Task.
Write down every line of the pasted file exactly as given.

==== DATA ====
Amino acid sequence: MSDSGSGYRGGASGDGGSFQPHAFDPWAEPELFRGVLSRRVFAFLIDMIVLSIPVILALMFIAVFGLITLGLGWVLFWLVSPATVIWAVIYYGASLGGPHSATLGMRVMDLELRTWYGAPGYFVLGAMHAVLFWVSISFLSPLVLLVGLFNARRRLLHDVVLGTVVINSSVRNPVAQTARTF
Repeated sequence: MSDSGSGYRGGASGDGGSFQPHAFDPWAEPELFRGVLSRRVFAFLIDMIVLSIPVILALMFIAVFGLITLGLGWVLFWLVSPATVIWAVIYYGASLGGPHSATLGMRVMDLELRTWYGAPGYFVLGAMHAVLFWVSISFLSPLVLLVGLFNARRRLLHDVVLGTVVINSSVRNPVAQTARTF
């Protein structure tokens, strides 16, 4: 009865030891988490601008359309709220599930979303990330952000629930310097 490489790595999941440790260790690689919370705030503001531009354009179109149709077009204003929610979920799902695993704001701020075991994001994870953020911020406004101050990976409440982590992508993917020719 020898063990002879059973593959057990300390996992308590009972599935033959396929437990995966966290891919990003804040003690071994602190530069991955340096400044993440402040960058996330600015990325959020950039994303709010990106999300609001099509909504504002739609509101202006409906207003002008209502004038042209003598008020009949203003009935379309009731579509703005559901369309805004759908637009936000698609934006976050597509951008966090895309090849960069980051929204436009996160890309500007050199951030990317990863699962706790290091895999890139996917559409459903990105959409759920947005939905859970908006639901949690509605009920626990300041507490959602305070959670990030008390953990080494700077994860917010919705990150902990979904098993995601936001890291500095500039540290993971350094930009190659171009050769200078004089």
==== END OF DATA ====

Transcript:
Amino acid sequence: MSDSGSGYRGGASGDGGSFQPHAFDPWAEPELFRGVLSRRVFAFLIDMIVLSIPVILALMFIAVFGLITLGLGWVLFWLVSPATVIWAVIYYGASLGGPHSATLGMRVMDLELRTWYGAPGYFVLGAMHAVLFWVSISFLSPLVLLVGLFNARRRLLHDVVLGTVVINSSVRNPVAQTARTF
Repeated sequence: MSDSGSGYRGGASGDGGSFQPHAFDPWAEPELFRGVLSRRVFAFLIDMIVLSIPVILALMFIAVFGLITLGLGWVLFWLVSPATVIWAVIYYGASLGGPHSATLGMRVMDLELRTWYGAPGYFVLGAMHAVLFWVSISFLSPLVLLVGLFNARRRLLHDVVLGTVVINSSVRNPVAQTARTF
């Protein structure tokens, strides 16, 4: 009865030891988490601008359309709220599930979303990330952000629930310097 490489790595999941440790260790690689919370705030503001531009354009179109149709077009204003929610979920799902695993704001701020075991994001994870953020911020406004101050990976409440982590992508993917020719 020898063990002879059973593959057990300390996992308590009972599935033959396929437990995966966290891919990003804040003690071994602190530069991955340096400044993440402040960058996330600015990325959020950039994303709010990106999300609001099509909504504002739609509101202006409906207003002008209502004038042209003598008020009949203003009935379309009731579509703005559901369309805004759908637009936000698609934006976050597509951008966090895309090849960069980051929204436009996160890309500007050199951030990317990863699962706790290091895999890139996917559409459903990105959409759920947005939905859970908006639901949690509605009920626990300041507490959602305070959670990030008390953990080494700077994860917010919705990150902990979904098993995601936001890291500095500039540290993971350094930009190659171009050769200078004089």